By far the most arresting illustration in either the book or the exhibition is a composite assembled by Columbia sociologist and globalization expert Saskia Sassen. Consuming the foreground is a shantytown made of thousands of rusted, corrugated boxes, slammed together as if by a typhoon. Occupying the background, as if painted onto the horizon, is a skyscraper oasis, as distant as a cruise ship and equally impervious to the vicissitudes of weather or market forces.  Sassen’s trompe l’oeil is so compelling because it is so easy to believe. We know that this is somewhere—if not now, sometime in the near future.

New Xiancun.
Old contrasts with new in New Xiancun, China. IMAGE © SLIV CHUA

The burgeoning Asian megalopolis confronts a paradox that, increasingly, afflicts older, Western cities whose roots in the pre-automotive age, though frayed, still offer, in Hannah Arendt’s famous phrase, “a space of human appearance.” The demands of hyper-capitalism and global corporate wealth dictate a new urban form, designed essentially as landing pads for an international elite. Farooq Ameen, deCoding’s editor, curator, and founding principal at City Design Studio, notes that they feature “airports, hotels, malls, business parks and factories, gated skyscraper ‘communities’ and office towers, dotted with virtuoso architecture” as the marker for arriviste economies controlled largely by totalitarian governments. The images of such places are projected worldwide, in glossy shots on magazine covers, in news accounts, and on architect’s webpages.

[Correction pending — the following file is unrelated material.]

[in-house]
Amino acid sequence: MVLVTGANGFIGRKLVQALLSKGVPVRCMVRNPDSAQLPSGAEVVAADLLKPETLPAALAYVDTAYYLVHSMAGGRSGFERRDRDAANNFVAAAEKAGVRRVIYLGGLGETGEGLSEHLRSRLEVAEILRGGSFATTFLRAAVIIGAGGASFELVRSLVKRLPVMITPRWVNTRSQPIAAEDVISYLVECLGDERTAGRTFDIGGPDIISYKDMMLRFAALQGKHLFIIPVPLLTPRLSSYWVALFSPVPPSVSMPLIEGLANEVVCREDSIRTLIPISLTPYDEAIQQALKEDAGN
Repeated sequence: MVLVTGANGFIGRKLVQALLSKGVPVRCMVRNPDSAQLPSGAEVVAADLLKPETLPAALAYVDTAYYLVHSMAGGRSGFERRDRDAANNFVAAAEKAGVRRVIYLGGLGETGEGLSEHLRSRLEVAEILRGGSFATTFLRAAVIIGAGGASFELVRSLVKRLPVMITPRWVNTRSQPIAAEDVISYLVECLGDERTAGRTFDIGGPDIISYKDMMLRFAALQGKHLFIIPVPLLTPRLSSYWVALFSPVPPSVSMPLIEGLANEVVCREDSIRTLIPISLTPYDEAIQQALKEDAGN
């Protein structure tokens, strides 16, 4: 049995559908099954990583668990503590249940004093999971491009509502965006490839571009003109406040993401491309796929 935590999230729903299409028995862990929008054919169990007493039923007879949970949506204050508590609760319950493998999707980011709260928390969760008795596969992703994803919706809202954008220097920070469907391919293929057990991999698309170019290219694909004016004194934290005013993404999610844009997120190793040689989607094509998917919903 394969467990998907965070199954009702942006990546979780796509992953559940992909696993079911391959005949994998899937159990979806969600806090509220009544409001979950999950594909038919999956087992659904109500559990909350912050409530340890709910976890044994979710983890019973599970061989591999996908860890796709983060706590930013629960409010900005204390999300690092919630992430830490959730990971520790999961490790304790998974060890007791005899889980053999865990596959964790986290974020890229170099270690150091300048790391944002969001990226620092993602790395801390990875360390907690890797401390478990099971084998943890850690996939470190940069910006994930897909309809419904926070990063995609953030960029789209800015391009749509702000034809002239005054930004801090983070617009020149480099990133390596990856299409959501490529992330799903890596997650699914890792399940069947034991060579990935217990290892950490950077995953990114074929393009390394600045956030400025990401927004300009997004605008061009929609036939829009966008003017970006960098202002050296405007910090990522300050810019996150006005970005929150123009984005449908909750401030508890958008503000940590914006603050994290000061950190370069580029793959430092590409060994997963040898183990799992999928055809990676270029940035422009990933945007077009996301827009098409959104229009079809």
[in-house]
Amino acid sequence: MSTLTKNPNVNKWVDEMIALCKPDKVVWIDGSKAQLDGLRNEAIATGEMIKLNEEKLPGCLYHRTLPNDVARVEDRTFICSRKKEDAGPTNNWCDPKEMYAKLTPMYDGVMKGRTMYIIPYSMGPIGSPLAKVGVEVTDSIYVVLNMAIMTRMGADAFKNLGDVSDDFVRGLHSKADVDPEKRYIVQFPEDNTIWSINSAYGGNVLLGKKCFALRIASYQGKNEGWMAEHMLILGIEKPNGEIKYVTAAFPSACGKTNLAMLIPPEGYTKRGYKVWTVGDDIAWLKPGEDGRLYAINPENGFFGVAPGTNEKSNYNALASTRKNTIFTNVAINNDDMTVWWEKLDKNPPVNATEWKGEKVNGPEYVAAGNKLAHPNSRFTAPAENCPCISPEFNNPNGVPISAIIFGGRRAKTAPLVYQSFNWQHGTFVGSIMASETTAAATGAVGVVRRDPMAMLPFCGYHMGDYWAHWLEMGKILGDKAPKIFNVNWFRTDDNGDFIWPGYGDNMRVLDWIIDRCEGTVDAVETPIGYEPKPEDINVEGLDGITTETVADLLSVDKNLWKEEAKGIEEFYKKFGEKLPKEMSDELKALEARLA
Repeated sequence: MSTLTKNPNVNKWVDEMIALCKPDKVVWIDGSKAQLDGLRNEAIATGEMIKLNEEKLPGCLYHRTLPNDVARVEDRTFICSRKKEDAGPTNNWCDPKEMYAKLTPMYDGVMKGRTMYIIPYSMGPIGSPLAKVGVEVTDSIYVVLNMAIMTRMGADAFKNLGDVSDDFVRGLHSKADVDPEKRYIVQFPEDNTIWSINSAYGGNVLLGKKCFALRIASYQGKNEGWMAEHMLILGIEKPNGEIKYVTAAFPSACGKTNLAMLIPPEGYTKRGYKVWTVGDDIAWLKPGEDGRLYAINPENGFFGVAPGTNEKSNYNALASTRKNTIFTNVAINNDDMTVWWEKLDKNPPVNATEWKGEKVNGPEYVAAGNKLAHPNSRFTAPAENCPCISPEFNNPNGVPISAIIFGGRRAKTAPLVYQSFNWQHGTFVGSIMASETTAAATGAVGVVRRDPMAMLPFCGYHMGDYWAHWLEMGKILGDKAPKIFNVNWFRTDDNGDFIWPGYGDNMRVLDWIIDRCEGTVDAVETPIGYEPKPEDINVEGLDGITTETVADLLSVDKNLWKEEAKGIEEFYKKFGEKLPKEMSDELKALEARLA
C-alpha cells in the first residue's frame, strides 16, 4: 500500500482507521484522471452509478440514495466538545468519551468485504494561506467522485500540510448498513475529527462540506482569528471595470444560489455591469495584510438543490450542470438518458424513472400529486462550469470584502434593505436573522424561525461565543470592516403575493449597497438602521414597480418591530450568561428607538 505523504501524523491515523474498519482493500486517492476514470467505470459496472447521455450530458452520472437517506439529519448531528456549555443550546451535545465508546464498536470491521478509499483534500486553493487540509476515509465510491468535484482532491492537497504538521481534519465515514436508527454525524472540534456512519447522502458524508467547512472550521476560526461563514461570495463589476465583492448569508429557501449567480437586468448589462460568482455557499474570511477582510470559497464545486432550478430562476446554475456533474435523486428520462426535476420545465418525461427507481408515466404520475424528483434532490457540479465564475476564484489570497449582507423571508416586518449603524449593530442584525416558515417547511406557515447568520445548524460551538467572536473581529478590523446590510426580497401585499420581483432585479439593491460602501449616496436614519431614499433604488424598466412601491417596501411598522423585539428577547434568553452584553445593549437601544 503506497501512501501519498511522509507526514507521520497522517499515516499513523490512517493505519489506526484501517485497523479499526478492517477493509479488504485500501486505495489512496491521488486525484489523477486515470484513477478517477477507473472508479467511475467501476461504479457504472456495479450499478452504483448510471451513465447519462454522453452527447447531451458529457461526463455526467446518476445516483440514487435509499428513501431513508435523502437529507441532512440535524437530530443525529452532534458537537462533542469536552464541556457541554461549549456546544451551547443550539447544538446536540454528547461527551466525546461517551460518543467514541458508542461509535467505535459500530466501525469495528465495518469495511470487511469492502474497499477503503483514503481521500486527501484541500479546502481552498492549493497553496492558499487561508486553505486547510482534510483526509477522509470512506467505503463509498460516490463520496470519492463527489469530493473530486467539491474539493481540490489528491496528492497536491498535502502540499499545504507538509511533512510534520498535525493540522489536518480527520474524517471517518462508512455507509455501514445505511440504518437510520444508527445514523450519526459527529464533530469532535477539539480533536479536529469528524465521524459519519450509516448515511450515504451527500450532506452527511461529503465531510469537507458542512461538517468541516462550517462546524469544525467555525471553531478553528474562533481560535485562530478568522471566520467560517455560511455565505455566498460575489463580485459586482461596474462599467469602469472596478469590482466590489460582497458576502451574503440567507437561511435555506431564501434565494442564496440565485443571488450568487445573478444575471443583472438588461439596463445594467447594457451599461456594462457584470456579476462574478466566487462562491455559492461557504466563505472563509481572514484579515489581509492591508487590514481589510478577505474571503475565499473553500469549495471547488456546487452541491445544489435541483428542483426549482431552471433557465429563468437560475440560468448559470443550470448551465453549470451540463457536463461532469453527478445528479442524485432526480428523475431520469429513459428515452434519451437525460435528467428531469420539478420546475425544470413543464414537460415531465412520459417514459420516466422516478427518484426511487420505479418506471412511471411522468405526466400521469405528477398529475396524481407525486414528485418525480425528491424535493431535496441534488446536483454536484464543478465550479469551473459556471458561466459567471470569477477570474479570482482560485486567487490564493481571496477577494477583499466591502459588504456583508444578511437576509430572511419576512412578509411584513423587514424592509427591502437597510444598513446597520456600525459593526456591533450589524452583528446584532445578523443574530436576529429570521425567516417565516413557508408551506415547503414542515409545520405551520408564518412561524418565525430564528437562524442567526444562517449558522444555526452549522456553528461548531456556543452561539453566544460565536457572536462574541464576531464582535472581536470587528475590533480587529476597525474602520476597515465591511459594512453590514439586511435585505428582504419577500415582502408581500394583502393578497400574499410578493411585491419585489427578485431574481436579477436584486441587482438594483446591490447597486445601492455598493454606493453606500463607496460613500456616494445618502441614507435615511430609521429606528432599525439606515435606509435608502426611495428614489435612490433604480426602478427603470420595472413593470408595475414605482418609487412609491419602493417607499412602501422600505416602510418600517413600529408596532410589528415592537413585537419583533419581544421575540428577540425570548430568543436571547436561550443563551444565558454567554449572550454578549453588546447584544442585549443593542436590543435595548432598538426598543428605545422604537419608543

Against this placelessness is pitted the vitality of the vernacular, the dynamism of the dispossessed, whose lives are built around historical memory, cultural avowal, the immediacy of personal encounter. This counter-reality is played out, all too frequently, in the lower depths. In the shadow of global capital’s imposture glamour—and in no way glamorous—are the informal “cities,” like Mumbai’s Dharavi, thought to be Asia’s largest slum.  

Life here is constructed of personal relationships, lineage, trust, and relentless poverty. Nevertheless, an ingrained, natural civic enterprise persists, percolating from the streets up, and out. Qingyun Ma, former dean of the School of Architecture at the University of Southern California, says in one of several dialogues contained in the book: “Life seems to be able to reorganize itself in a very nimble, flexible way and…activities that happen around any physical construct are never programmed.” So, spaces are simply claimed, usually illegally. Eat a bowl of noodles on the sidewalk in Beijing, occupy Panthapath street in Dhaka for Friday midday prayers, take over every nook and cranny of the sky walkways in Hong Kong on “maids day off.”

A belt of freeways wraps a section of Shanghai. IMAGE COURTESY ISPYFRIEND
A belt of freeways wraps a section of Shangha. IMAGE COURTESY ISPYFRIEND